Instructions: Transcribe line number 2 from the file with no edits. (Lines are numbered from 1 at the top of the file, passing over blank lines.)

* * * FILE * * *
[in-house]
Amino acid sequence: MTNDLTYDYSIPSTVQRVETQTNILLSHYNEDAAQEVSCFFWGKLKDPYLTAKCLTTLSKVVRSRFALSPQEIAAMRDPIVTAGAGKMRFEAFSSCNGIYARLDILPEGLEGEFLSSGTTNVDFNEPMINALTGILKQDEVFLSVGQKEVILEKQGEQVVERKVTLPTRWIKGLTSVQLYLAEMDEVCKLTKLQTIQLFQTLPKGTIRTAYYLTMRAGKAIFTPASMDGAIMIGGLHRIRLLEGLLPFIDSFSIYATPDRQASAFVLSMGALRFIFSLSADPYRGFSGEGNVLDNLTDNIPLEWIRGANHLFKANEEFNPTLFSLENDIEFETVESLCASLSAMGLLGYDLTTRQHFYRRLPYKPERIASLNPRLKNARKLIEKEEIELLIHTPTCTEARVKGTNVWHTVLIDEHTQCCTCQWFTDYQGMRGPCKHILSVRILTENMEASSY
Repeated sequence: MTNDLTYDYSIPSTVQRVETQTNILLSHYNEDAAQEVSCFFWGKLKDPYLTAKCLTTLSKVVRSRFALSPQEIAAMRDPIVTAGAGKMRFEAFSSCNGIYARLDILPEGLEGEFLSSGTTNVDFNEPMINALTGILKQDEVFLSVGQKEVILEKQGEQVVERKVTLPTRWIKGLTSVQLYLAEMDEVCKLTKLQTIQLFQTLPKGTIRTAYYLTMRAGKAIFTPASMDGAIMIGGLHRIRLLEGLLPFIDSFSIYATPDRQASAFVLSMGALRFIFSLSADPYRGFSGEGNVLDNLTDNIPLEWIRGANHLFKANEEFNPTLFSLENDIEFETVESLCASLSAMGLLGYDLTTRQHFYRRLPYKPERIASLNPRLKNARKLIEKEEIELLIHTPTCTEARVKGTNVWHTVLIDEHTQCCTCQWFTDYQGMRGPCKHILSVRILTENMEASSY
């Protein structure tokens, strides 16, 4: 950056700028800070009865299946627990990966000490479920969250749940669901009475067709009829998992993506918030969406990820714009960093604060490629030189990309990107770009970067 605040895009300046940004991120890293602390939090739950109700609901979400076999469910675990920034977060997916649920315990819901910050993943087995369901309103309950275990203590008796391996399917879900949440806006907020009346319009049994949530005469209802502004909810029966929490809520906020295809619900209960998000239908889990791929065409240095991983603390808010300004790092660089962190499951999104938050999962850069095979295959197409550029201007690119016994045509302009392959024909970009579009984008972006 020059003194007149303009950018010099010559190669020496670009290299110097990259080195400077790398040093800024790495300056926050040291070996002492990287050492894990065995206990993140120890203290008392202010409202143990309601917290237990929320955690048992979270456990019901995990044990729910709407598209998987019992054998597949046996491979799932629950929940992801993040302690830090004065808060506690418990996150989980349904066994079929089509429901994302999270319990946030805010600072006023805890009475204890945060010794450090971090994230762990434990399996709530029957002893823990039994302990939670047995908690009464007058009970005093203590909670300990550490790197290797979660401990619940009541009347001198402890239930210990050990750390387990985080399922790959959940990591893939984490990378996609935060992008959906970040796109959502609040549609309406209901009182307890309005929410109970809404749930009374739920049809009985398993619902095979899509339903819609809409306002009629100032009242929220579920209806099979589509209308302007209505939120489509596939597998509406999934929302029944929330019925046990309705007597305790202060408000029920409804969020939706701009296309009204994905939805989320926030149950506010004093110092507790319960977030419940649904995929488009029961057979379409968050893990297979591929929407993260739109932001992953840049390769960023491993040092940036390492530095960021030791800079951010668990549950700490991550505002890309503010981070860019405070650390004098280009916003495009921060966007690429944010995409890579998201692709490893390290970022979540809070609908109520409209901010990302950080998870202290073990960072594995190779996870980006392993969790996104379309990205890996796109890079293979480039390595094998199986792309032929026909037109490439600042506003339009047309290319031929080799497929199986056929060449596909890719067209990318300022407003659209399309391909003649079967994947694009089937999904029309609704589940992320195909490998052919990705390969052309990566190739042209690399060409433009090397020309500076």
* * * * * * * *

Amino acid sequence: MTNDLTYDYSIPSTVQRVETQTNILLSHYNEDAAQEVSCFFWGKLKDPYLTAKCLTTLSKVVRSRFALSPQEIAAMRDPIVTAGAGKMRFEAFSSCNGIYARLDILPEGLEGEFLSSGTTNVDFNEPMINALTGILKQDEVFLSVGQKEVILEKQGEQVVERKVTLPTRWIKGLTSVQLYLAEMDEVCKLTKLQTIQLFQTLPKGTIRTAYYLTMRAGKAIFTPASMDGAIMIGGLHRIRLLEGLLPFIDSFSIYATPDRQASAFVLSMGALRFIFSLSADPYRGFSGEGNVLDNLTDNIPLEWIRGANHLFKANEEFNPTLFSLENDIEFETVESLCASLSAMGLLGYDLTTRQHFYRRLPYKPERIASLNPRLKNARKLIEKEEIELLIHTPTCTEARVKGTNVWHTVLIDEHTQCCTCQWFTDYQGMRGPCKHILSVRILTENMEASSY